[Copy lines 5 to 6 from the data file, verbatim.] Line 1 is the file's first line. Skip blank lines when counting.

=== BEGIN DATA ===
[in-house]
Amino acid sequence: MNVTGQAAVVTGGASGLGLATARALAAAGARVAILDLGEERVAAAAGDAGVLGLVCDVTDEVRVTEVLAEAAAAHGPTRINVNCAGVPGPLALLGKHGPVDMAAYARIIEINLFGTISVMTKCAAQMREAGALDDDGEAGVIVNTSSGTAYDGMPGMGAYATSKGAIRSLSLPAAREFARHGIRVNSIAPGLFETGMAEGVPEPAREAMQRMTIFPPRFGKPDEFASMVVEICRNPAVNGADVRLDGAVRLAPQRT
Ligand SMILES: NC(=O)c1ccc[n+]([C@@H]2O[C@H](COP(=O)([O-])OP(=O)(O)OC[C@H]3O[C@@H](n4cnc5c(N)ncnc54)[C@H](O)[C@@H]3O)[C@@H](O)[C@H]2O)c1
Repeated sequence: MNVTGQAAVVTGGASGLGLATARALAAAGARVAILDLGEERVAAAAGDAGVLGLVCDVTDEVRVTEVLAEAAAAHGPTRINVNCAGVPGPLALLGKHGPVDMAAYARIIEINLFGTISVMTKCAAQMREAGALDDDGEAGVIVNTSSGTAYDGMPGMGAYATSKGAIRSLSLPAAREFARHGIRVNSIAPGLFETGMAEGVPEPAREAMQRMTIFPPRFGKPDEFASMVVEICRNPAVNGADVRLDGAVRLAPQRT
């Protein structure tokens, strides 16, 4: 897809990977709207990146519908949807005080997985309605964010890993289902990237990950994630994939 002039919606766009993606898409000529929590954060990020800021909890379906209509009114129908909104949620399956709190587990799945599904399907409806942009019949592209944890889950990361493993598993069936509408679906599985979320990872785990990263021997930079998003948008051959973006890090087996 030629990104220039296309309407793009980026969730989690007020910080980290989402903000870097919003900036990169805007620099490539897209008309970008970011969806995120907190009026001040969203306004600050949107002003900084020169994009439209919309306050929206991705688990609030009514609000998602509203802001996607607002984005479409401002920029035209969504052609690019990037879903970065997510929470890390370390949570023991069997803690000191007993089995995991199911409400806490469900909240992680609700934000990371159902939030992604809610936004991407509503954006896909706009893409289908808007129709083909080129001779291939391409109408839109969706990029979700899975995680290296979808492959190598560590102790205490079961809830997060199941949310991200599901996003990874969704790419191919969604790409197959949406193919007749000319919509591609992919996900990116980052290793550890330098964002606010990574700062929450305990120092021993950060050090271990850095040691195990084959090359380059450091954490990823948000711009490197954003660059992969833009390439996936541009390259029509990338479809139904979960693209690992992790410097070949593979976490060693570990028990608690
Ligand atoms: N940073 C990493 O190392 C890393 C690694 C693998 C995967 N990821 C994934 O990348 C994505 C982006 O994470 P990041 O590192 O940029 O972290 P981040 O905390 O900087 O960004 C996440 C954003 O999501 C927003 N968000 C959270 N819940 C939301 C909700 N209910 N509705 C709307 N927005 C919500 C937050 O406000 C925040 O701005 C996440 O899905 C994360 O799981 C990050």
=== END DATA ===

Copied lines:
């Protein structure tokens, strides 16, 4: 897809990977709207990146519908949807005080997985309605964010890993289902990237990950994630994939 002039919606766009993606898409000529929590954060990020800021909890379906209509009114129908909104949620399956709190587990799945599904399907409806942009019949592209944890889950990361493993598993069936509408679906599985979320990872785990990263021997930079998003948008051959973006890090087996 030629990104220039296309309407793009980026969730989690007020910080980290989402903000870097919003900036990169805007620099490539897209008309970008970011969806995120907190009026001040969203306004600050949107002003900084020169994009439209919309306050929206991705688990609030009514609000998602509203802001996607607002984005479409401002920029035209969504052609690019990037879903970065997510929470890390370390949570023991069997803690000191007993089995995991199911409400806490469900909240992680609700934000990371159902939030992604809610936004991407509503954006896909706009893409289908808007129709083909080129001779291939391409109408839109969706990029979700899975995680290296979808492959190598560590102790205490079961809830997060199941949310991200599901996003990874969704790419191919969604790409197959949406193919007749000319919509591609992919996900990116980052290793550890330098964002606010990574700062929450305990120092021993950060050090271990850095040691195990084959090359380059450091954490990823948000711009490197954003660059992969833009390439996936541009390259029509990338479809139904979960693209690992992790410097070949593979976490060693570990028990608690
Ligand atoms: N940073 C990493 O190392 C890393 C690694 C693998 C995967 N990821 C994934 O990348 C994505 C982006 O994470 P990041 O590192 O940029 O972290 P981040 O905390 O900087 O960004 C996440 C954003 O999501 C927003 N968000 C959270 N819940 C939301 C909700 N209910 N509705 C709307 N927005 C919500 C937050 O406000 C925040 O701005 C996440 O899905 C994360 O799981 C990050």